Día de los Muertos — Day of the Dead — is a Mexican holiday celebrated on November 1 and 2.  It’s a time to pray for and remember deceased friends and family.  Yesterday I went on a Day of the Dead Houston Culinary Tour, conducted by The Wave in partnership with the Houston Convention and Visitors Bureau.  The tour was led by Chef Hugo Ortega (4-time James Beard nominee) and his brother, pastry chef Ruben Ortega.  (Their restaurants — Hugo’s, Caracol, and Backstreet Cafe, are among our favorites.)

The first stop on the tour was Casa Ramirez, located at 241 W. 19th Street, a charming Mexican folk art gallery owned by Macario and Chrissie Ramirez, which had devoted much of the shop’s space to commemorating Día de los Muertos.


Inside, there was a community altar honoring children who had died, as well as several personal altars in memory of friends and family of the owners.  The altars typically feature favorite foods and personal items of the deceased.


Community altar

The owners’ personal altars 

There were loads of grinning skeletons in all shapes and sizes, from huge paper maché skulls to intricately detailed ceramic skeletons:

There were colorful sugar skulls (the shop also sells molds for you to make your own, and conducts sugar skull workshops):


You can also get Lucha Libre masks (which are pretty scary) at Casa Ramirez (because I know you were wondering where you can buy them):


Before we left, we enjoyed Mexican Coke, Topo Chico, and tamales (it’s a culinary tour, after all).

Our next stop was El Bolillo Bakery, 2517 Airline Dr., a Mexican bakery whose namesake — the bolillo — “is one of the staple breads for the hispanic community.”



We were treated to a variety of sweet rolls, including pan de muerto, a traditional Día de los Muertos sweet roll dusted with sugar.  We had enough time to buy some goodies to bring home.  Grab a tray and tongs, and good luck trying to pick from the dazzling selection of baked goods:



And check out the Day of the Dead makeup on the young lady behind me in line — fabulous, no?

IMG_7044 From there we crossed the street to Canino Produce, at 2520 Airline Dr.  004

I’ve been here before (click here for prior blog post about Canino Produce), but that didn’t mean there wasn’t anything new to see, like these spiny chayote squashes:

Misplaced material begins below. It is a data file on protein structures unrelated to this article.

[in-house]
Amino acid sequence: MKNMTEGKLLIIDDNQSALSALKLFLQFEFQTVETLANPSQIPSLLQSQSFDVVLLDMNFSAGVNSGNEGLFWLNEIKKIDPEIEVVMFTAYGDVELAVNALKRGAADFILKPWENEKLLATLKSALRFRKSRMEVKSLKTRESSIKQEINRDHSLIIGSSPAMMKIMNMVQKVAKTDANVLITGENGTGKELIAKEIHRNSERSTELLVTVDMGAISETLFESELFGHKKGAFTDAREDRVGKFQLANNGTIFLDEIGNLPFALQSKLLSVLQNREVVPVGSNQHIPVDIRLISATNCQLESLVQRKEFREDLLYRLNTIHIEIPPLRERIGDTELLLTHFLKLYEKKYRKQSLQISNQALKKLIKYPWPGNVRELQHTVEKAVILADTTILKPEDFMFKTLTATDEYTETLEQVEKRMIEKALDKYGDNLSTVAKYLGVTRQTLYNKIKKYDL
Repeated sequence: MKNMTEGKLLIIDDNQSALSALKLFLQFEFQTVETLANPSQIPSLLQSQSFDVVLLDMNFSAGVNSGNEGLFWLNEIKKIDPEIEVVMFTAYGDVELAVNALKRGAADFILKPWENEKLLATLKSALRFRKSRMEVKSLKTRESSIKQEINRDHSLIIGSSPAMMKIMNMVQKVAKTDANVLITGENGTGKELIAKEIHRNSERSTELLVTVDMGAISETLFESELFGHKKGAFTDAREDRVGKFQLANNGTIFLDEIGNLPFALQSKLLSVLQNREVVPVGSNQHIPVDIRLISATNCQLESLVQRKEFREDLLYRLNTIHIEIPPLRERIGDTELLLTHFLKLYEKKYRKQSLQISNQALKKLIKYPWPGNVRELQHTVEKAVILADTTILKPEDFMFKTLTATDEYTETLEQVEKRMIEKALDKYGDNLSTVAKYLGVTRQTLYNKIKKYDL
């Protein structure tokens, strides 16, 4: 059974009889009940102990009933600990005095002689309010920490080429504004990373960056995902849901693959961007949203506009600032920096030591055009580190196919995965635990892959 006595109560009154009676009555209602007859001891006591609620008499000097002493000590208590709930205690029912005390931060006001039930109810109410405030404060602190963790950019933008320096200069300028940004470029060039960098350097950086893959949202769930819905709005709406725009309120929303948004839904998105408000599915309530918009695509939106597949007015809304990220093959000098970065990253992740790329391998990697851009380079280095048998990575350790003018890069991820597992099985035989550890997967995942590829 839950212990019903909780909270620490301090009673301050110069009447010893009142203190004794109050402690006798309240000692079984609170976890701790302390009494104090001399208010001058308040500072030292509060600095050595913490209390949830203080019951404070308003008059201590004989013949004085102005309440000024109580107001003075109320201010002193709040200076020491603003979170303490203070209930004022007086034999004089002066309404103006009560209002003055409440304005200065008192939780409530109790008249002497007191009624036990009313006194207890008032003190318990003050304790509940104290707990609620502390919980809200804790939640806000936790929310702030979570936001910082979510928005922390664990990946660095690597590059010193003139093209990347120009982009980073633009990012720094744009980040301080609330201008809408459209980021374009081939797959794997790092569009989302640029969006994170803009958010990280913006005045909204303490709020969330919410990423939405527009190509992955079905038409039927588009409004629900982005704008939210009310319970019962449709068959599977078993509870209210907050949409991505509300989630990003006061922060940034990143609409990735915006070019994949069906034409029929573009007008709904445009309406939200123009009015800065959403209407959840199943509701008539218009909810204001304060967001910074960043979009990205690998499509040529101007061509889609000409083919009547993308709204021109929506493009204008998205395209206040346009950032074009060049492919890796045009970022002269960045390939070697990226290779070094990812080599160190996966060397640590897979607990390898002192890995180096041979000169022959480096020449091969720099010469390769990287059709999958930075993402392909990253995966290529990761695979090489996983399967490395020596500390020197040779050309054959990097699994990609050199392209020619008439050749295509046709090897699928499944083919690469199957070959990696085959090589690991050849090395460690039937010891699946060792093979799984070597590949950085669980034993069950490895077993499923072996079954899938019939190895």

Or these, which I was told were tomatoes (I’m skeptical): IMG_7047 And beautiful dragon fruits: IMG_7048 There were also lots of booths with marigolds for sale. This is because it’s believed that the spirits of the deceased visit the living during Día de los Muertos, and marigolds help guide the spirits to their altars with their bright colors and unique scent. IMG_7049

See the skulls photobombing the picture?

There was also a bounty of new crop Texas pecans, and the pecan-cracking machines were hard at work:

Next stop was the Original Ninfa’s on Navigation, located at 2704 Navigation.  The restaurant was founded in 1973 by Ninfa Laurenzo (“Mama Ninfa”), who is widely credited with creating the national craze for fajitas by stuffing “chargrilled sliced beef into a handmade flour tortilla.”  Although the Ninfa’s chain no longer exists, the original on Navigation still serves up “the best Mexican food in Texas since Texas was in Mexico.”™

Chef Alex Padilla served up some great food, including a squash soup shooter, barbecued crabs (messy, but so worth it), and cabrito tacos:

And as I learned, there’s always room for flan (sorry Jell-O): IMG_7060

There was a final stop at Lawndale Art Center, 4912 Main St. to see some retablos, but my friends and I needed to get back, so we bailed on that part of the tour.

All in all, it was an interesting tour.  Hugo and Ruben Ortega were gracious guides, and I left knowing a lot more about Día de los Muertos than I knew when we started the tour.  Maybe next year I’ll construct my own altar to honor my dearly departed, and I’m definitely gonna check out the sugar skull workshop.


I already knew from the popularity of my annual roundup of Easter-y Deviled Eggs that deviled eggs are a celebrated party food.  But who says deviled eggs are just for Easter?  They’re also fun to dress up for Halloween — cute or creepy, your pick!  Get inspired by this roundup of Halloween deviled eggs, from the merry to the macabre.

Who could resist a cute little pumpkin deviled egg, like these from Tadka Pasta?


Too generic?  How about a grinning Jack O’ Lantern, like these from Ochikeron’s You Tube channel:


Or these from Happier Than A Pig In Mud:


Who wouldn’t get a kick out of these owl deviled eggs from Maker, Baker, Glitter Shaker?  Hoo?  Hoo?


Spider deviled eggs are cute without being too creepy, like these black olive ones from The World According To Eggface:

halloween1And these green olive ones from Momtastic:

halloween10If you’re going to have spiders, you might as well have spider webs, like these from health-actually.com:halloween7

You can have lots of fun coming up with devilish little faces on your deviled eggs, like these I found at So Lovely Sweet Tables:


Or these amusing little devils from Kraft:


Skeleton deviled eggs from Thrifty Fun are a scream:


It wouldn’t be Halloween without some eyeballs, like these from Kath’s Kitchen Sync:

halloween4  Or these zombie eyeballs from Happier Than A Pig In Mud:

Zombie eyes 061These black and orange eggs from aol.com/food might be too scary for some people:

halloween9But nothing could possibly be creepier (or less likely to be eaten) than these Satan’s Spawn deviled eggs from Kravings.blog.  Nothing.  Ever.


Happy Halloween!

P.S.  Do you know why ghosts don’t like it to rain on Halloween?  It dampens their spirits!